I hope our conclusions can be more final, and put an end to the current abuse of the minds and hearts of music students. The more I uncover the neglect of the mathematical foundation of scales and harmonies, the more amazed I am that such nonsense has gone so long unchecked, and that there are so many bad texts out there.
Being such a peace-loving fellow, I do try to compromise, to meet the reigning systems half-way, but every time I do this, I only make more mistakes, and then, having taught little guys and older beginners, I eventually realize how serious these mistakes can be, and then further realize how lucky I am that my students don't give up on me, even if they do have a rather inconvenient habit of moving about the country so I can't always get at them. And yet, as I keep finding the holes in my own redesigning of the process, I'm also grateful they weren't there for something I'd only wind up having to unravel.
One of the great things about Hayley being away for a stretch was that I wasn't able to pursue trying to persuade her to sing her numbers in too high a key. She's an alto, which means her home tonic has to be well below C, that is, the key children are usually started off in. Just before the news of her return I had from further tests on myself with the guitar discovered the bass or baritone joy in the tonic A. (This was also connected with making more sense to myself about the basics of yoga breathing.) What could be easier, I'd finally realized, than doing a scale on the fifth string, especially if you were a man? And how convenient to have the E of the sixth string to function as a dominant drone! It was in that range that the reluctant vocalist Tim McD. swung out like Nat King Cole. After all, the top note is only in the lower regions of head tones.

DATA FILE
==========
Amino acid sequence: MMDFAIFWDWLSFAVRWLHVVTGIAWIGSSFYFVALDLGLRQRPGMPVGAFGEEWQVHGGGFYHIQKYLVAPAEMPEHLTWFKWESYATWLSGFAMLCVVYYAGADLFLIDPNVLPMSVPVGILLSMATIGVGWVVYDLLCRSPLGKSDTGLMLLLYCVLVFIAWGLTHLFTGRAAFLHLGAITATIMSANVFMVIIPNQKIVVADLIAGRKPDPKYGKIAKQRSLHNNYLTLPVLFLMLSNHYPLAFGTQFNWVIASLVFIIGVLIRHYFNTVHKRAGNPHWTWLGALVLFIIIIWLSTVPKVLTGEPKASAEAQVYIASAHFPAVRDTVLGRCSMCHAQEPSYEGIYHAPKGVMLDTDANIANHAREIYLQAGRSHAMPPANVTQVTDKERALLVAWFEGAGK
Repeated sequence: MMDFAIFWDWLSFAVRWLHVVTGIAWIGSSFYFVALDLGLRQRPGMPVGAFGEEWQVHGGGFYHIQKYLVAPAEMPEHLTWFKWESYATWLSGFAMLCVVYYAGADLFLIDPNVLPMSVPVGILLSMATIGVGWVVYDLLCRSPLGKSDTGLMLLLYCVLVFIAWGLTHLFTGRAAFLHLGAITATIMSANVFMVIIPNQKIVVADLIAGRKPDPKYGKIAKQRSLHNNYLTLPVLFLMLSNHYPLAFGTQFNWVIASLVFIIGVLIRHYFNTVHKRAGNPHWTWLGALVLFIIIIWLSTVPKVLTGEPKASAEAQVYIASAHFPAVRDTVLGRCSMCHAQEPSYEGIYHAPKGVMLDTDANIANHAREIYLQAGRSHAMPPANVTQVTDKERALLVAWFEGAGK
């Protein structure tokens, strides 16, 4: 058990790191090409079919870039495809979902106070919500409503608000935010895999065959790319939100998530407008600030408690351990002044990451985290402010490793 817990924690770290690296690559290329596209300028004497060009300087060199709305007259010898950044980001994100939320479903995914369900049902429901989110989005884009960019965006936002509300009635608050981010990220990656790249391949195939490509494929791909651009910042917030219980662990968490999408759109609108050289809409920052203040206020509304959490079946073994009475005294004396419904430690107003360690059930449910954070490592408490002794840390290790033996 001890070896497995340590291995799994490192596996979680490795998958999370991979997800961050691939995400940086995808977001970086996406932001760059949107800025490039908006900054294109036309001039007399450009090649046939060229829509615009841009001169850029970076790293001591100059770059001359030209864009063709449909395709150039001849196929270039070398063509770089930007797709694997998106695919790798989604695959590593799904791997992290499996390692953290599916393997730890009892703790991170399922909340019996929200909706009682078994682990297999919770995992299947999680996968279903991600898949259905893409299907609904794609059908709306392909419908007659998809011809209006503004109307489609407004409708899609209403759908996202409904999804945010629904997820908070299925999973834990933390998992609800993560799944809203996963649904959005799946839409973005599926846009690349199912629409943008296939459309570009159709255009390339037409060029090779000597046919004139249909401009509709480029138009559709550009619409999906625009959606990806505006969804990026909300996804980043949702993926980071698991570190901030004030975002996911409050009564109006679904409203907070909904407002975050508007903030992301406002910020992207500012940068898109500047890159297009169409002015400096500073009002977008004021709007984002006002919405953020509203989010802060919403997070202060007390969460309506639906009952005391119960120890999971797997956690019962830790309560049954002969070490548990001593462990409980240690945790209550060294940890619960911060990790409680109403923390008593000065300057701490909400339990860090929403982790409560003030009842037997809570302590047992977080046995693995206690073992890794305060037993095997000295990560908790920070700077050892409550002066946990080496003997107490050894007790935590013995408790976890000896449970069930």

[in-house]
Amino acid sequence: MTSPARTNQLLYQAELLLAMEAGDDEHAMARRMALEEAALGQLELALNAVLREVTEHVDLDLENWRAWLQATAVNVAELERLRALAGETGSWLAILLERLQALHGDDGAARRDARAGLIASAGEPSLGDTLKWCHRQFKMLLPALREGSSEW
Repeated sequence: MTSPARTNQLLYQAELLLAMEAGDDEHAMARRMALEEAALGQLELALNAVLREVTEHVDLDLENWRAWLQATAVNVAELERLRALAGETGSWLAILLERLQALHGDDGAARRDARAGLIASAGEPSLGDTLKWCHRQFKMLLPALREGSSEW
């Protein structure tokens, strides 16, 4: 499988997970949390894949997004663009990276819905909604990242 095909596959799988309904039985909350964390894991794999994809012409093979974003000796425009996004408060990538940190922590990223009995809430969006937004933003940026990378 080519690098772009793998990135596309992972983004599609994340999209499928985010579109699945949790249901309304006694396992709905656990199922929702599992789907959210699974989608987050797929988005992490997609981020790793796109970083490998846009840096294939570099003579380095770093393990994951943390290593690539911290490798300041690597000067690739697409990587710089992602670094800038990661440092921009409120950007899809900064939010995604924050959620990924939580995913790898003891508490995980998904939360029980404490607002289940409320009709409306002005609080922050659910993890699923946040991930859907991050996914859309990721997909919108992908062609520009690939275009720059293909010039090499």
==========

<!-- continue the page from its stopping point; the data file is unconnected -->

But when I tried A with Hailey, she found even that top note a little challenging for Saturday morning, so we dropped down into G, which also left us with only one black key. Blacks keys are no real impediment when you grasp the numbers, but every little bit helps, so she took off like Diana Krall and vastly entertained her teacher. Not bad for the first lesson in half-a-year, but it turns out she's been hearing the right hand tetrachord descant in the sound tracks on Jane Austen videos, and applying it when she has been near a keyboard.
And we even found a way to make an adapted use of scale books.
G also works nicely on the guitar, as it is found on the third string, with good old D on the fourth, to act, again, as the dominant drone.
To make things even better for the researching teacher, her oldest brother arrived this morning on the bus from Vancouver. I'm a day later now. He's here to spend a few days brushing up on the latest secrets before he hits the road again, from Victoria to Toronto. And that should leave us with even more interesting discoveries.